Cctv: Reasons for Expanding This Technology in Malmö

Only available on StudyMode
  • Download(s) : 50
  • Published : May 29, 2013
Open Document
Text Preview
CCTV: Reasons for Expanding this Technology in Malmö

Closed circuit television, better known as CCTV, has increased in use by governments around the world. The government of Malmö also makes use of this technology in the city. When it comes to the use of CCTV by the government, CCTV surveillance cameras have made it possible to prevent crime in public areas. The wide range of the use CCTV in several public areas is endless, from industrial areas to shopping centers, from schools and libraries to the shops around the corner. Thanks to this technology, the chance of crime decreases; In fact, Brandon C. Welsh, Ph.D, Associate Professor in the College of Criminal Justice at Northeastern University and David P. Farrington, Ph.D., Professor of Psychological Criminology in the Institute of Criminology at the University of Cambridge, mentioned that several evaluations results about CCTV in the United States and the UK have suggested that CCTV had caused a decrease in crime (16%) in experimental areas compared with normal controlled areas (716). This was a result of the effectiveness of CCTV in public areas such as the car park, in which the decrease of crime was 51 percent (716). Moreover, it allows the police officers to focus on other areas where CCTV is not used. This means that officers spend less time on patrolling in public areas in Malmö. In addition, the use of the CCTV video material provides the police officers with enough evidence to capture criminals and diminish crime in a shorter period of time. On the other hand, it is argued that CCTV raises concerns of threats to privacy (717). People would not feel safe in the public areas i.e. there is a false sense of security. There is also a possibility that people would be more exposed to crime because they relax their attention towards crime. However, expanding the use of CCTV in Malmö is acceptable, because it increases the safety in public areas and prevents criminals from committing new crimes in these areas. Moreover, police officers will spend less time on patrolling these areas due to the use of CCTV; in fact, CCTV provides officers with evidence for identifying criminals. Firstly, by using the CCTV technology, the government of Malmö can increase the prevention of crime in public areas. According to Welsh & Farrington, the focus on prevention can be set on personal and property crime among the primary objectives in public space as an intervention targeted at crime (717). The use of surveillance cameras in public areas reduce crime rate due to the fear of being identified on tape. It can also lead to an increased usage of the public area because people feel safer around these areas; therefore, it leads to prevention of crime. In addition, it can lead security personnel and police officers to intervene to prevent crime (717). In addition to prevention of crime, CCTV is very suitable for preventing vandalism and local disorder. It provides the public with safety; they feel more comfortable visiting these areas. Vandals can be detected easily via the CCTV cameras, which keep vandals from vandalizing that public area. Furthermore, David Mackay, former project manager of the Glasgow CityWatch, describes in his research for MSc in Security at the Scarman Centre, University of Leicester, the reason for the government to use this technology is to decrease local disorder like begging, graffiti, drunkenness (39) which are several causes that make the people feel unsafe in these public areas. All in all, CCTV surveillance should be expanded in Malmö besides the existing cameras for many other purposes to prevent crime and vandalism in public areas in Malmö; it gives people confidence in visiting public areas with the sense of safety. Secondly, Dr. Thomas Murphy, Head of School of Law at University of Ulster, stated in his paper that investigation has demonstrated the high value of the use of CCTV to police. In fact, on April 17, April 24 and April 30 1999, police...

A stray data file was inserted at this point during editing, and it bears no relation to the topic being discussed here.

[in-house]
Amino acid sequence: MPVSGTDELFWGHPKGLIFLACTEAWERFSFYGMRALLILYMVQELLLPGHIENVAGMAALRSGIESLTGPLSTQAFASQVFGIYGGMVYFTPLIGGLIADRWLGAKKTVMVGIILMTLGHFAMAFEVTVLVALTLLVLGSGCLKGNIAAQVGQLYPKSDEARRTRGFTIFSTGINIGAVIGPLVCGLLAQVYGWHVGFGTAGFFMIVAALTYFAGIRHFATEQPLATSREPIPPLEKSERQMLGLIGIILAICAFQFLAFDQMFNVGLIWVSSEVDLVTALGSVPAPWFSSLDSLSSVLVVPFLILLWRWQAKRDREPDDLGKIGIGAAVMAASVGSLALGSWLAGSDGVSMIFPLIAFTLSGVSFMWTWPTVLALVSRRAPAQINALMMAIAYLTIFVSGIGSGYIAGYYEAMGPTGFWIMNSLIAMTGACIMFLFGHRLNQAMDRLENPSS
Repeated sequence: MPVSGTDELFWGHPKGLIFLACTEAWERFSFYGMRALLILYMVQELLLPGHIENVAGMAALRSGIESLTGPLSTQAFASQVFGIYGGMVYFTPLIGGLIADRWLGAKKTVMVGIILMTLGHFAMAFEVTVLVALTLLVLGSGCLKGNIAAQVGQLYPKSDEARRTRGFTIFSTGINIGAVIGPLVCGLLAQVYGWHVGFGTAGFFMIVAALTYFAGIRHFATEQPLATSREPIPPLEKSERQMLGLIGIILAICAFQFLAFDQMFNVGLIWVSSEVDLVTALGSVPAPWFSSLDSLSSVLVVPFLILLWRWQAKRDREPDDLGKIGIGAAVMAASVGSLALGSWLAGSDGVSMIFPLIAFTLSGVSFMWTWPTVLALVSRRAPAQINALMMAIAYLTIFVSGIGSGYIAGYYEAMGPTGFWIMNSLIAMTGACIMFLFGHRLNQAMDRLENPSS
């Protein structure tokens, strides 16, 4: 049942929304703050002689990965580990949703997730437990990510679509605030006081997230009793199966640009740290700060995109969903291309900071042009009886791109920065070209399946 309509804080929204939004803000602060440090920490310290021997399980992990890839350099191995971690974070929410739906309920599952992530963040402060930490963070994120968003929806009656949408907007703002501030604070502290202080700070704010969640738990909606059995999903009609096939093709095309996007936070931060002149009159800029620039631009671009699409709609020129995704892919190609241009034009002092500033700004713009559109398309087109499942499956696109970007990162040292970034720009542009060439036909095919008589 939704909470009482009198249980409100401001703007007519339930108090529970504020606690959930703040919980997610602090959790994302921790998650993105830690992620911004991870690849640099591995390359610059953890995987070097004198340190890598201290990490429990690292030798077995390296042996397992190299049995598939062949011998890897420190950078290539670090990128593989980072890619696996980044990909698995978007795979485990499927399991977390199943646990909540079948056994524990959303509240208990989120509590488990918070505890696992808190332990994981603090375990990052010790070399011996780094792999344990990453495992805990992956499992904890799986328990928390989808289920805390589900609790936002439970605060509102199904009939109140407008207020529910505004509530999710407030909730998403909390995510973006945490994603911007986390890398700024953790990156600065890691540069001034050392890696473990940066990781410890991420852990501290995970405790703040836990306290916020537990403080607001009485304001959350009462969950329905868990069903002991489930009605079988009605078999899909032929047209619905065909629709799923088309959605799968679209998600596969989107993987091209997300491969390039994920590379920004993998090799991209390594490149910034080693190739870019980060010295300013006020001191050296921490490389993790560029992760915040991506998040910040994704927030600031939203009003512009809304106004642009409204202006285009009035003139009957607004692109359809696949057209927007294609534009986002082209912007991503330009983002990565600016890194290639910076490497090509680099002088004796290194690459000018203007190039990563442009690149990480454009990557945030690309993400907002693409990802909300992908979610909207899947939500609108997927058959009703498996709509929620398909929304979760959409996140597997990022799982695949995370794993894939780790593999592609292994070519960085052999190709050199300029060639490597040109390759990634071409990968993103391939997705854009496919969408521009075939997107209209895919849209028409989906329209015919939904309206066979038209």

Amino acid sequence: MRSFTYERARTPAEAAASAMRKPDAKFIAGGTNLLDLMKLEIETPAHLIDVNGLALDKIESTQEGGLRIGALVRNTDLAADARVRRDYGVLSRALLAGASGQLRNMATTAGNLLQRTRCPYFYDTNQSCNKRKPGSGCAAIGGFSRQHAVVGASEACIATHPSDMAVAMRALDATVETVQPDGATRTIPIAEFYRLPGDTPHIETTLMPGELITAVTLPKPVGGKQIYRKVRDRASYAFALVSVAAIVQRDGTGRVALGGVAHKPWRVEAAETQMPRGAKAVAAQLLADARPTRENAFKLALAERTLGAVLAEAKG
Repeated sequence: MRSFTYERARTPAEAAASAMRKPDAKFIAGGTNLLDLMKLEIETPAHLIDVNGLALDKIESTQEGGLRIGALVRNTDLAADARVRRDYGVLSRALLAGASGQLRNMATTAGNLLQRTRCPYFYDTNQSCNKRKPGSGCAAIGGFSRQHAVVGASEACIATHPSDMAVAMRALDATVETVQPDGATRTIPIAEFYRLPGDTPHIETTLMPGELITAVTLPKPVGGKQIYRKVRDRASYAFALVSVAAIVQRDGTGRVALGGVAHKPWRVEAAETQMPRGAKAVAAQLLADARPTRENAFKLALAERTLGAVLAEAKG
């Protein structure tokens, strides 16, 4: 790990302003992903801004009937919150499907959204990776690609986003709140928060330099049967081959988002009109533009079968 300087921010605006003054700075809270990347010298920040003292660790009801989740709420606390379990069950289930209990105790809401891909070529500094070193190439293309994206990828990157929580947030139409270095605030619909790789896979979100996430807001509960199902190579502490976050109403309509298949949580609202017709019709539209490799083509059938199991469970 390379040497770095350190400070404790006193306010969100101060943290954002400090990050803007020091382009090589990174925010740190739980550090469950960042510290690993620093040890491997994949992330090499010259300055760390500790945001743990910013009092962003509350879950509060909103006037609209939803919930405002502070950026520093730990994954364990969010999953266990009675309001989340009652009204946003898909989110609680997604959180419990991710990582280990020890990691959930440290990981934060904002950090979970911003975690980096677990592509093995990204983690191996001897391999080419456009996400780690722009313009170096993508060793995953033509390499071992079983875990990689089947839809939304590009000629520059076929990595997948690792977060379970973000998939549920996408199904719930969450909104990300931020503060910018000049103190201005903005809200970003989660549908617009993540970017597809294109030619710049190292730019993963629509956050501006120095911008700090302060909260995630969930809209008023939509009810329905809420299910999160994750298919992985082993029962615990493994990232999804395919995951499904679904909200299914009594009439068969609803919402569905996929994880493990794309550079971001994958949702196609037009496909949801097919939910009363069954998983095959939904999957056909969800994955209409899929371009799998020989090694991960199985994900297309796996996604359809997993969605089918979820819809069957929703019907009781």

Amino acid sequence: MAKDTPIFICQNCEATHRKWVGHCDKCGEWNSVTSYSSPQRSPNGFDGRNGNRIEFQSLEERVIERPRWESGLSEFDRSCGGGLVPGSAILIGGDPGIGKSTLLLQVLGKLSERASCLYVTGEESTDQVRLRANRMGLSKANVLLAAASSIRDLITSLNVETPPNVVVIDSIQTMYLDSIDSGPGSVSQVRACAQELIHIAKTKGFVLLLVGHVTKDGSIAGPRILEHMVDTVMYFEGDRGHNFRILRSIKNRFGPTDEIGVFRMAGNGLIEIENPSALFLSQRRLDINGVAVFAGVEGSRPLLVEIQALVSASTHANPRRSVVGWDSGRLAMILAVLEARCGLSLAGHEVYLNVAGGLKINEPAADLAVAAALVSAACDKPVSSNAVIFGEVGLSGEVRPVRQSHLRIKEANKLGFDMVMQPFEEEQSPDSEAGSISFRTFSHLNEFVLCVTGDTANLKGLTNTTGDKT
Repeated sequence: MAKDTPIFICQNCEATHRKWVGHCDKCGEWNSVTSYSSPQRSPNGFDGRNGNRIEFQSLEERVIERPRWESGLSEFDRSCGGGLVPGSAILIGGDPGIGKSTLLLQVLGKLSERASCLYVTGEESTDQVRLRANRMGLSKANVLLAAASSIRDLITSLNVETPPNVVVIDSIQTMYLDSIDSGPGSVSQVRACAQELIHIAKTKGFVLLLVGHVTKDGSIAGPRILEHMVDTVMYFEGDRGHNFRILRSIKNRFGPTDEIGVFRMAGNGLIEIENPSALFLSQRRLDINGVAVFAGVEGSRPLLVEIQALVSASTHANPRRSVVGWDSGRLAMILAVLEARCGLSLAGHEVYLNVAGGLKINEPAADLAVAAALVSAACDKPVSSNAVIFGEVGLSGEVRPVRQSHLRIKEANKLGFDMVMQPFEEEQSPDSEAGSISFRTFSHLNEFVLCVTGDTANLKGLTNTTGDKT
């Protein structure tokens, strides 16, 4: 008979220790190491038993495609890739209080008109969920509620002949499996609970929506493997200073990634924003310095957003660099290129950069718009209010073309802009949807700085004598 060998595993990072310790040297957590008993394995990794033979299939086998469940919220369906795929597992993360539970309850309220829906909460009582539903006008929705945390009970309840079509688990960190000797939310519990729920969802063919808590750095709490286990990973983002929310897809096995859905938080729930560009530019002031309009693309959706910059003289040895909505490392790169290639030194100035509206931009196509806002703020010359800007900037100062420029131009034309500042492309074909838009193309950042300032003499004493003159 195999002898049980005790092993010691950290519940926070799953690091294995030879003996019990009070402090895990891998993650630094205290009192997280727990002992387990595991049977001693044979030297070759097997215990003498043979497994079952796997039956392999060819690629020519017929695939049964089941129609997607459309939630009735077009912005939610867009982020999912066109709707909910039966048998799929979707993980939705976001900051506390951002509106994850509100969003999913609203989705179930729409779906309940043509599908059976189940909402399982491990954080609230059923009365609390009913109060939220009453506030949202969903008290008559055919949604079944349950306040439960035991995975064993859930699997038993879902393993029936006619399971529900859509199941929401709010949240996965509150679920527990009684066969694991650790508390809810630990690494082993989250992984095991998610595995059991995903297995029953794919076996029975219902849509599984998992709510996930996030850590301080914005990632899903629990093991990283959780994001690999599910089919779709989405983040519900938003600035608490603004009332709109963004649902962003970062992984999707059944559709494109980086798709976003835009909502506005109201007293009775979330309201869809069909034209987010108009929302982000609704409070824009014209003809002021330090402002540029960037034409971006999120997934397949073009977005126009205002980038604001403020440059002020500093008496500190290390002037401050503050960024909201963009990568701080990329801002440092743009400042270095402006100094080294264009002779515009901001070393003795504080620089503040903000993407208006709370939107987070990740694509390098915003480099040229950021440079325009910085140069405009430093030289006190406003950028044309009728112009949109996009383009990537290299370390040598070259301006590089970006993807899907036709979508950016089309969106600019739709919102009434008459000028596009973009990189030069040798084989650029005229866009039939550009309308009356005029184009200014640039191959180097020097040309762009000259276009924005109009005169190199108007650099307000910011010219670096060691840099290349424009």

tracking img